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The Dynamic Environment of International Trade

The Dynamic Environment of International Trade

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The Dynamic Environment of International Trade

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  1. The Dynamic Environment of International Trade Chapter 2

  2. BALANCE OF PAYMENTS • When countries trade there are financial transactions among businesses or consumers of different nations • Money constantly flows into and out of a country • The system of accounts that records a nation’s international financial transactions is called its balance of payments (BP) • It records all financial transactions between a country’s firms, and residents, and the rest of the world usually over a year • The BP is maintained on a double-entry bookkeeping system

  3. Balance of Payments The BP is the difference between receipts and payments 2-3

  4. THE WORLD ECONOMY • The macro dimensions of the environment are economic, social and cultural, political, legal and technological. • Each is important. But perhaps the single most important characteristics of the global market is the economic dimension. • Without money, many things are impossible for the marketer. • Luxury products, for example, cannot be sold to low-income consumers. • Hypermarkets for food, furniture, or durables require a large base of consumers with the ability to make purchase of goods and the ability to drive away with those purchases.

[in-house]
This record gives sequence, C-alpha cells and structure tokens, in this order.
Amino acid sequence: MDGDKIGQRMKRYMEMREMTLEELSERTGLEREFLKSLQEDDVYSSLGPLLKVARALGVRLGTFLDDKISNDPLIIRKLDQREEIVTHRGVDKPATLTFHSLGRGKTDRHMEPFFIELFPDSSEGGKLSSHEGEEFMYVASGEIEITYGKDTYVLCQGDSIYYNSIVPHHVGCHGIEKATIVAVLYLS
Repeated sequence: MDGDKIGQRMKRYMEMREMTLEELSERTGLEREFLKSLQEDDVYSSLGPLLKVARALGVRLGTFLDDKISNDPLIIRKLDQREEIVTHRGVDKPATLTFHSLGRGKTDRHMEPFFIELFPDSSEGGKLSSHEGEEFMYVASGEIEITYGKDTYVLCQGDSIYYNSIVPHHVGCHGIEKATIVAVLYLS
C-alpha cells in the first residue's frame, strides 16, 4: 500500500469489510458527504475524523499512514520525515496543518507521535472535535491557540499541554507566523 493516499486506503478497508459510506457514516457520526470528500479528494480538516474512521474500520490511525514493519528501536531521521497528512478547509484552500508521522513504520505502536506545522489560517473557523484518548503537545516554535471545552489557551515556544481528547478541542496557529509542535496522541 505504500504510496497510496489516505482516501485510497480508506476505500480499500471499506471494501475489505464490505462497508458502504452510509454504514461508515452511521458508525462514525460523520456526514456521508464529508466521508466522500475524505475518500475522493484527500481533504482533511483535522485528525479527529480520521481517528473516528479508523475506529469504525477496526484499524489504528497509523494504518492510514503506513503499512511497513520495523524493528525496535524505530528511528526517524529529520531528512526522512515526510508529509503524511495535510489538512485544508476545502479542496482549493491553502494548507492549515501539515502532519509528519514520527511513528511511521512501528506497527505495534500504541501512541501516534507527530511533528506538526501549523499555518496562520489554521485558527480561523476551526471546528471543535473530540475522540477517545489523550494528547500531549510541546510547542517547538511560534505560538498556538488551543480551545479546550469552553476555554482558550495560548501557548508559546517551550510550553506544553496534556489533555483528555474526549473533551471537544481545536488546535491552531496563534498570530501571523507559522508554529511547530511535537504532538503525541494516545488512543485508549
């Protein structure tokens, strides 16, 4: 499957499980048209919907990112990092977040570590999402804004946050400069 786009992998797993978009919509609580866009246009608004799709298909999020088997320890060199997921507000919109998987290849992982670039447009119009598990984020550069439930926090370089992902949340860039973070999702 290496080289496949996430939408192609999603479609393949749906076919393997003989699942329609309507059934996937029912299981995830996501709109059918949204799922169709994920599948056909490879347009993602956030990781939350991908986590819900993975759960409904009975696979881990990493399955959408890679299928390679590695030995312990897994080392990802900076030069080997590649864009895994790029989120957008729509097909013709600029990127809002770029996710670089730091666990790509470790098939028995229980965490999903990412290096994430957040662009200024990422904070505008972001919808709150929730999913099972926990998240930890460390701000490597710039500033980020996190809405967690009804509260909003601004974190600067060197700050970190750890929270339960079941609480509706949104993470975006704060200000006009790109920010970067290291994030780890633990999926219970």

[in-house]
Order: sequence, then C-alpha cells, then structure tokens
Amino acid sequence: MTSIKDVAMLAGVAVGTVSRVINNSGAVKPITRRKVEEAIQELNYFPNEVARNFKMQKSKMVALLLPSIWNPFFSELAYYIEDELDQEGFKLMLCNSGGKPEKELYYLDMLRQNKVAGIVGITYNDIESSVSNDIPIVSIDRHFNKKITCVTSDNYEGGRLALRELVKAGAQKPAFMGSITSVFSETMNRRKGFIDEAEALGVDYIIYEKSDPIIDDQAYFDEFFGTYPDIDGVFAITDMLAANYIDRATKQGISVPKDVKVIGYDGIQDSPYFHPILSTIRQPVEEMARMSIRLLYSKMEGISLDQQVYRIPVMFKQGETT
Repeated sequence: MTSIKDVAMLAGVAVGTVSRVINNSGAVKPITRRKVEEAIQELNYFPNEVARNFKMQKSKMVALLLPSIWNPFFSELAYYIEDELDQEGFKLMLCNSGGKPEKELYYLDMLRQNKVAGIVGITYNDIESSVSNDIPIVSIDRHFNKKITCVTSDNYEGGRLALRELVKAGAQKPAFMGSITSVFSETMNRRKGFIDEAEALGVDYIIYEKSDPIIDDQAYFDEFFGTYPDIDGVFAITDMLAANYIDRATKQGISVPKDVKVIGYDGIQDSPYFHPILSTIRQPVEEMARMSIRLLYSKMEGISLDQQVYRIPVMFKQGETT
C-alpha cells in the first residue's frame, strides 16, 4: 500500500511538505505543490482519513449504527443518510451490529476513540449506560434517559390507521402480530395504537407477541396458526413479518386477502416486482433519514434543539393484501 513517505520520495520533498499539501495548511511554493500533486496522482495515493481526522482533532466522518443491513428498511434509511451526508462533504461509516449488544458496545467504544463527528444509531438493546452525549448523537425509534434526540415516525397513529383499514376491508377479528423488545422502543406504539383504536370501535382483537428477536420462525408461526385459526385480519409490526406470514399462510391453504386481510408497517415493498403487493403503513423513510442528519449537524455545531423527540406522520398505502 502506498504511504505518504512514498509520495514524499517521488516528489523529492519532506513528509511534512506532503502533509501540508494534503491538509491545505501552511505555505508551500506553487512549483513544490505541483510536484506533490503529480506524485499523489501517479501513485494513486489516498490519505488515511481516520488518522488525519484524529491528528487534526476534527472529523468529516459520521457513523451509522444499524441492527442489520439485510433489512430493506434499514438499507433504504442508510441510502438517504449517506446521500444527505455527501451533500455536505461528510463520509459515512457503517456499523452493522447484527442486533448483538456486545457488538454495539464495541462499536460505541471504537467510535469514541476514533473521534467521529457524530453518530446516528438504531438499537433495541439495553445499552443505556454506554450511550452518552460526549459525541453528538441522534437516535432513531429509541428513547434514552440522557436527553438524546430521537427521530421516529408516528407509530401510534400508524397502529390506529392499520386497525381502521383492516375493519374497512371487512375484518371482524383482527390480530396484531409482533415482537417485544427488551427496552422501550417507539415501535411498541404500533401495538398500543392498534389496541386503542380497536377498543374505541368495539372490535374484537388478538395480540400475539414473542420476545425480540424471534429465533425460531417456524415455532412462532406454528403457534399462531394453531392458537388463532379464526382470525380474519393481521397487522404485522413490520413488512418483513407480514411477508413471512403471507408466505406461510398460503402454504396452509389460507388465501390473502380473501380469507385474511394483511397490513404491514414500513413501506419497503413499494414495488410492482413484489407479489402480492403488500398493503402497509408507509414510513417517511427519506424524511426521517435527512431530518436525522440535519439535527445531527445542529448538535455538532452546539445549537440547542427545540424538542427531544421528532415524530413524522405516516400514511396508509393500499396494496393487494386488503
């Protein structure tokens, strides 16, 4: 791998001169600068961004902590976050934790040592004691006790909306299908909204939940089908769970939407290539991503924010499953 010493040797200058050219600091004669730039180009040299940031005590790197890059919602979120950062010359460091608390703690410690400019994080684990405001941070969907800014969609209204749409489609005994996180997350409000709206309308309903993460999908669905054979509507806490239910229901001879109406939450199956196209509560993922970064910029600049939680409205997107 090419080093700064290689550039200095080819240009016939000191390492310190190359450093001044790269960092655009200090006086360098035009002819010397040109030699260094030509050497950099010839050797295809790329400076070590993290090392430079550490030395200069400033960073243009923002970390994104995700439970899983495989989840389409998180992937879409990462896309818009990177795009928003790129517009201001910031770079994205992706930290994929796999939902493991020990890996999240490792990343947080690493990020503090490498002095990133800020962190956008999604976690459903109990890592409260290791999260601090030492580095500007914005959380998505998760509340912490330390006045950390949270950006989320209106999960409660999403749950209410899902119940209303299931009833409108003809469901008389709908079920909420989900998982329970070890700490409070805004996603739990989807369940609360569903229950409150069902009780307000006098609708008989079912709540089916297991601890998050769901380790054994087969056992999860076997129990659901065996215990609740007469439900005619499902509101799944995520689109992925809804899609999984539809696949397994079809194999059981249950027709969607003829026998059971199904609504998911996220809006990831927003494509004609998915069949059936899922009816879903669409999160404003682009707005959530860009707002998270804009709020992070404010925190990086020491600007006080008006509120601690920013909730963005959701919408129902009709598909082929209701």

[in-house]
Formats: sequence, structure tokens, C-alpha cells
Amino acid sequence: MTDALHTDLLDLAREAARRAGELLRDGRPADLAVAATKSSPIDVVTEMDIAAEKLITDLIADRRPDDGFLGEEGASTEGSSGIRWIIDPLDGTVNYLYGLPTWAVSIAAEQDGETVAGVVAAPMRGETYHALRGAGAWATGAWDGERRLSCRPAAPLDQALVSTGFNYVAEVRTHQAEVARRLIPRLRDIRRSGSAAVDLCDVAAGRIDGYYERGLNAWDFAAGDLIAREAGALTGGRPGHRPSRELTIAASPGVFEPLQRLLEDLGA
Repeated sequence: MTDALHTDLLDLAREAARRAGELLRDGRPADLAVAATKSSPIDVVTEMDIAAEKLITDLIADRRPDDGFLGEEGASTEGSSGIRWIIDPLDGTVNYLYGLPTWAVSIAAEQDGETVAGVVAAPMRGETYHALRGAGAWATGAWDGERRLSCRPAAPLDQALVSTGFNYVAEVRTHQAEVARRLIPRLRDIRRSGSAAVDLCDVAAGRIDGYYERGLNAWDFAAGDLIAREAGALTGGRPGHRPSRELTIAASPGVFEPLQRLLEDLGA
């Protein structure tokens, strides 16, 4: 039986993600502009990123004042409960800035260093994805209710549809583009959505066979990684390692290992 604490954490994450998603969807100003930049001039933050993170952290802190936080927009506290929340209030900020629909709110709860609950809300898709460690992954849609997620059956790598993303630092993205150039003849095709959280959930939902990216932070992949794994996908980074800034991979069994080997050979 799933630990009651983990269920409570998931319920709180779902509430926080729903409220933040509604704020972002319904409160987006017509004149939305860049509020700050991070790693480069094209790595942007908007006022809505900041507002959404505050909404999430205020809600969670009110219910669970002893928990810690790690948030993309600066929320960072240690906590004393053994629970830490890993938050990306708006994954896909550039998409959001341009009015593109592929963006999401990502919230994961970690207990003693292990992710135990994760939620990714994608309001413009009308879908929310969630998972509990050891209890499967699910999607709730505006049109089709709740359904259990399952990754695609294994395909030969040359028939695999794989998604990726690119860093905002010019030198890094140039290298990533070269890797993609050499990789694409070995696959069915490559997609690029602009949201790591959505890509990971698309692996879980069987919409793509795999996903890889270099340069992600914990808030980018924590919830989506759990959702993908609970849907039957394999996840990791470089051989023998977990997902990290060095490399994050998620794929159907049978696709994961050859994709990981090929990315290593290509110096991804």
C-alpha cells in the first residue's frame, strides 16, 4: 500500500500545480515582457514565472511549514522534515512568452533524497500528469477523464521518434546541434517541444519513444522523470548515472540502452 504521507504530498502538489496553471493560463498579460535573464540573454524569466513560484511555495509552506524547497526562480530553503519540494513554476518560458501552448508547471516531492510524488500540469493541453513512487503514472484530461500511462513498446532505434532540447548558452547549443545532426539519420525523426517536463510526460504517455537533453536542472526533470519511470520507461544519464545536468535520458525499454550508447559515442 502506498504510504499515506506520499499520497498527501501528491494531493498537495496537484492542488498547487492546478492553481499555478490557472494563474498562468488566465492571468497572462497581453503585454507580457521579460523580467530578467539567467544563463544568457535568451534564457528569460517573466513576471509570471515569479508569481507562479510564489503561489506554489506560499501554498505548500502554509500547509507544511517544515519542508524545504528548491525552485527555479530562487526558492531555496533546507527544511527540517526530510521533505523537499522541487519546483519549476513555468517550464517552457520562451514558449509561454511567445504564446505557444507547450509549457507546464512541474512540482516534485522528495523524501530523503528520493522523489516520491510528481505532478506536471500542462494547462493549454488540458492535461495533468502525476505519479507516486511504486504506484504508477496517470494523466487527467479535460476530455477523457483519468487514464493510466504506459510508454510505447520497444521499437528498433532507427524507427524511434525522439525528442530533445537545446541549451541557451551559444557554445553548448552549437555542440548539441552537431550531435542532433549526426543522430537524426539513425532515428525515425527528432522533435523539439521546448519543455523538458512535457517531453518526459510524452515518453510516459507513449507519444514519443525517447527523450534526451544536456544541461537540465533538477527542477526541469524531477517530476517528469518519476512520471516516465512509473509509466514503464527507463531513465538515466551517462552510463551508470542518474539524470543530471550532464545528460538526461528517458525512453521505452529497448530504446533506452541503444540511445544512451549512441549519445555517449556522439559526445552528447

5. THE WORLD ECONOMY • The likelihood of business success is much greater when plans and strategies are based on the new reality of the changed world economy; • Capital movements rather than trade have become the driving force of the world economy. • Production has become “uncoupled” from employment. • Manufacturing is not in decline but employment in manufacturing is declining due to gains in productivity. • The emergence of the world economy as the dominant economic unit. • Germany & Japan “observes” the world and then the world watches them. • The growth of commerce via the Internet diminishes the importance of national barriers.

  6. ECONOMIC SYSTEMS Three types of economic systems: Capitalist Socialist Mixed Classification based on dominant method of resource allocation Market allocation Command allocation or central plan allocation Mixed system

  7. STAGES OF MARKET DEVELOPMENT • Countries/markets are at different stages of development • GNP per capita provides a useful way of grouping countries into 4 categories (categories developed by The World Bank, Stages based on GNP) • High income countries • Upper-middle income countries • Lower-middle income countries • Low income countries • Categories are a useful basis for: • Market segmentation • Target marketing

  8. LOW INCOME COUNTRIES • GNP per capita of $785 or less • Characteristics • Limited industrialization • High percentage of population involved in farming • High birth rates • Low literacy rates • Heavy reliance on foreign aid • Political instability and unrest • These countries represent limited markets for all products and are not significant locations doe competitive threats. • There are exceptions like Bangladesh, where a growing garments industry has enjoyed growing exports.